By Jon Weisman
Don Normark, whose photographs helped chronicle the pre-Dodger Stadium history of Chavez Ravine, died June 5 at age 86.
The doc itself depicts how Chavez Ravine was taken control of by the city of Los Angeles, years before the Dodgers moved from Brooklyn.
From his Times obituary by Elaine Woo:
A class assignment to find a postcard view of L.A. led him to scout the terrain above downtown. At the top of a hill, he looked down and discovered “a village I never knew was there.”
He became a familiar presence among the 1,000 families who lived in the three neighborhoods of Chavez Ravine — La Loma, Bishop and Palo Verde. Luckily for Normark, much of life there took place outside, “in public, where the stranger’s camera could see.” The residents’ acceptance of him was, he wrote in his book, “like a gift to me,” yielding evocative images of a working man with a lunchbox heading home on a winding dirt path or a grinning boy covered with broken eggshells from Easter cascarones.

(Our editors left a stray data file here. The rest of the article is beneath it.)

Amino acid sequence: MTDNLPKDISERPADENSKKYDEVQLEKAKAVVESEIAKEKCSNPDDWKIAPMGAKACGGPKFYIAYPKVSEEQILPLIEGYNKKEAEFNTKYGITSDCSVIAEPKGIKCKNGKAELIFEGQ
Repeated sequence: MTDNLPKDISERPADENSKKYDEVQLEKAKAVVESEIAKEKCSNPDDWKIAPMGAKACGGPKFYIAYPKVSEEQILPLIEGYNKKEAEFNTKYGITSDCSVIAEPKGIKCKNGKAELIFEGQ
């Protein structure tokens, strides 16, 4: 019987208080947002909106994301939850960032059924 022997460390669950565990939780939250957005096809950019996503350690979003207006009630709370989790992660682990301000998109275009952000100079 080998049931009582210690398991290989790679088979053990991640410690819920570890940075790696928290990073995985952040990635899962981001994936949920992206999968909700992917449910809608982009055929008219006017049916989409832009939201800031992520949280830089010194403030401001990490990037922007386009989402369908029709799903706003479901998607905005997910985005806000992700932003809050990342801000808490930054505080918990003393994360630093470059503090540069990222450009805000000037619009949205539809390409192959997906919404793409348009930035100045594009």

Another remembrance of Normark comes from J. Michael Walker at L.A. Observed’s Native Intelligence.